Michael Burchall.
24th April 1745
Reference Numbert17450424-41
VerdictNot Guilty

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238. + Michael Burchall , of St. Botolph without Aldgate , London, Gent . was indicted for the murder of James Sparkes ++, (on the 21st day of August last) by giving him a mortal wound with a wooden stick, on the back part of the head, of the breadth of one inch, and the depth of a quarter of an inch; of which he languished from the said 21st day of August, to the 7th day of September, and then, of the said mortal wound, died. And James Diamond , William Harding , Edward Morgan , and divers other persons to the Jurors unknown,

for aiding, assisting, abetting, comforting, and maintaining the said Michael Burchall , to commit the said murder. And therefore they the said Michael Burchall , William Harding , Edward Morgan , &c the said James Sparkes , feloniously, wilfully, and of their malice aforethought, did kill, and murder, against his Majesty's peace, &c .

++ Edward Morgan was tried for the murder of Sparkes [a watchman of Portsoken Ward] in October Sessions in the mayoralty of Sir Robert Westley and acquitted. See part 2d. page 257. trial 466. William Harding was tried for the same murder in December Sessions in the present mayoralty and acquitted. See Sess. paper part the 3d. page 52 trial 105.

There was no charge against him on the coroner's inquisition.

Mr. Harrison, Surgeon. Sparkes was brought into the London Infirmary, by Mr. Day, the beadle of Portsoken ward, on the 22d of August, and continued till the 7th of September, when he died.

Q. Do you know what he died of?

Harrison. He died of a wound he received upon his head.

Q. Where was the wound?

Harrison. It was on the fore part of the head, a little above the right ear.

Q. Was there any other wound upon his head?

Harrison. There was a wound on the back part of the head, which was very trifling, and did not at all contribute to his death.

Q. What do you think as to the wound by the right ear?

Harrison. I think it was the occasion of his death. The bone was laid bare, and he had all the symptoms of a concussion of the brain that could be, which was the reason of opening the head; and between the dura mater and the brain there was a large quantity of matter.

Q. Does that follow a concussion of the brain?

Harrison. very frequently, and when it does, it is generally fatal.

- Morgan, [brother of Edward Morgan .]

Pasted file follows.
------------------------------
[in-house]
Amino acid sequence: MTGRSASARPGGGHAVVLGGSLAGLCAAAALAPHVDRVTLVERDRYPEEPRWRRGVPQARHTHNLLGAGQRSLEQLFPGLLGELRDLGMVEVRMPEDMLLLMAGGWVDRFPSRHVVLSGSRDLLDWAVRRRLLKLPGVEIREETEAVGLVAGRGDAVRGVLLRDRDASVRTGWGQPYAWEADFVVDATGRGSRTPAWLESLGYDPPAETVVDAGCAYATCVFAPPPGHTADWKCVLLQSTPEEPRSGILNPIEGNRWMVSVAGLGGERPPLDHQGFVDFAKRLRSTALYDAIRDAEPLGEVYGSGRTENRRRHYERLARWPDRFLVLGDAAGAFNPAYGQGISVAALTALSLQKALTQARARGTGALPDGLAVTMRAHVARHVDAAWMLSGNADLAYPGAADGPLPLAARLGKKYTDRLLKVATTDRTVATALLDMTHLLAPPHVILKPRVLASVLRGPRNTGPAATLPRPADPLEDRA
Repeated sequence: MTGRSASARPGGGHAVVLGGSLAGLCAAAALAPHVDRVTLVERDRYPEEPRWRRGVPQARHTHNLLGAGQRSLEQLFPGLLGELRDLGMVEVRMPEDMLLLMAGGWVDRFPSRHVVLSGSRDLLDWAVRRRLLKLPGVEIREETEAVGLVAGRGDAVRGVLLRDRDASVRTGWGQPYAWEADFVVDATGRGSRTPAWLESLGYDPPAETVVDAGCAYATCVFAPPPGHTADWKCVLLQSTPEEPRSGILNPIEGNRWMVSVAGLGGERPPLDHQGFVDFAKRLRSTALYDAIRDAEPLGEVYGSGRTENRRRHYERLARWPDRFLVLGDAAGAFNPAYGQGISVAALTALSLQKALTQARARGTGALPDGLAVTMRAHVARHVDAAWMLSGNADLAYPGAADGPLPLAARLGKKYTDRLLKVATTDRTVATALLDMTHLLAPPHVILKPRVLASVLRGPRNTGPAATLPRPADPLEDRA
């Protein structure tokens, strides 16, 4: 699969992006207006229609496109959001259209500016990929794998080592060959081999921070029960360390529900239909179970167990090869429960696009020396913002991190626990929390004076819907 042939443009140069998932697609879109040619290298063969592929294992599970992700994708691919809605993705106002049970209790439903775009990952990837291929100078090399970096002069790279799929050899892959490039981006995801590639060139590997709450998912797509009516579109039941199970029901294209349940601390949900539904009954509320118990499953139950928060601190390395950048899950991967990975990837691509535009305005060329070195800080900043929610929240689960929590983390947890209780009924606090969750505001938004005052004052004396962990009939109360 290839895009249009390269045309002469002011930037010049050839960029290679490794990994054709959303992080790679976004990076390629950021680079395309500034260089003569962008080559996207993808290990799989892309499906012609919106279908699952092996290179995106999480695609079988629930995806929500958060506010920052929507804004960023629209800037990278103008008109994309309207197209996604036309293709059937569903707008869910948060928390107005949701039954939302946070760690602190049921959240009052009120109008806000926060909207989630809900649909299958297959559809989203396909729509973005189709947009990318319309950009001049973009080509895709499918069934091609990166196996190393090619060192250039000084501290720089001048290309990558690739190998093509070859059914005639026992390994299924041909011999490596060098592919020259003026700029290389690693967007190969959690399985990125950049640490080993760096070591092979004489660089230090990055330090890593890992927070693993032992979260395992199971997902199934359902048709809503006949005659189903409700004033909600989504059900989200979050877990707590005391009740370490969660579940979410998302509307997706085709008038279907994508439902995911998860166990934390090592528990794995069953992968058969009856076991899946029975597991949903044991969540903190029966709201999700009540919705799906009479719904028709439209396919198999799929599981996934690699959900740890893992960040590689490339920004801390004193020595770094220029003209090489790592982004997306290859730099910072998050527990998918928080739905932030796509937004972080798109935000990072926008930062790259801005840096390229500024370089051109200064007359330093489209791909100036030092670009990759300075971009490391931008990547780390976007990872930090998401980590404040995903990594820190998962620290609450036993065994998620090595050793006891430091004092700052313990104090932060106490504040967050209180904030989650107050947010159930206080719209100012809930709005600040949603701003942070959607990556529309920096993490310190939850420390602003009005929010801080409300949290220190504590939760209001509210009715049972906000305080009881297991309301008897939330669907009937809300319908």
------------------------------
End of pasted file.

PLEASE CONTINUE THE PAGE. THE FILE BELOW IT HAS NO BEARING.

Q. Do you know James Sparkes , and how he came by his death?

Morgan. I don't know any thing of that.

Q. Do you know the prisoner?

Morgan. Yes.

Q. Did he kill him?

Morgan . That's what I can't tell, he came that night to a house I was a servant at, he and several more.

Q. What house was that?

Morgan. The 7 Stars in Whitechapel. The quarrel at Aldgate watch-house was that night, on Tuesday night the 21st of August.

Q. Did you see the prisoner that night?

Morgan. Yes, I saw the prisoner, and four or five more.

Q. Do you know any thing that passed in the quarrel?

Morgan. No more than what he said when he came into the house, that he had lost his hanger in the quarrel.

Q. Did the prisoner say any thing else about what happened at the quarrel?

Morgan. No.

Thomas Rawlinson . When I first heard of the quarrel, I was at some distance?

Q. What time was that?

Rawlinson. It was about 11 o'clock at night. There was an outcry of watch, and one Diamond run down Chequer yard, and some of the watchmen came to their assistance Mr. Burchall passed by me at the end of the yard, and drew his hanger , and said he would fight for his King, and his country*; but he did not go down the yard.

* Burchall was a sergeant of marines, and went out with Commodore Anson to the South Seas, and is the only marine that survived that voyage, and came back with the Commodore to England.

Q. Did you see what passed afterwards?

Rawlinson. No; I was gone before they came out of the yard.

Q. What was the running down the yard for?

Rawlinson, I heard it was for striking the watchmens lanthorn, by Diamond.

Q. What became of Diamond?

Rawlinson. I don't know, they were all of them strangers to me.

Q. Do you know any thing of Burchall's going into the yard?

Rawlinson. I did not see him go down while I was there. He drew his hanger , but I did not see him cut any body, the mischief was done in the yard.

Q. How far was that from you?

Rawlinson. It was about thirty yards down the yard; and I was at the end of the yard.

William Bagshaw . On the 21st of August at night, I was coming from the Oliver's Porter in Harrow alley, and heard a noise of murder cried; some of the watchmen came towards me, I believe there were four or five of them (I thought at first it had been a watch night) and presently I heard a noise and murder cried. I saw a man stand with a drawn hanger over his head, and crying the Centurion three times, and I saw several men come to his assistance directly, and they run down towards the watchmen.

Q. Do you know the man that had his hanger drawn?

Bagshaw. No, they said his name was Burchall.

Q. Should you know him again?

Bagshaw. I can't say that I should; 'tis some time since.

Q. Look at that man; can you say that is the man?

Bagshaw . No, I can't say that is the man.

'' The watchmen attended to give evidence (as '' they did upon the former trials) but as they could '' only speak to the fact in general, and not to the '' person of the prisoner, they were not examined.''

There being no evidence, with respect to the person of the prisoner, he was acquitted .


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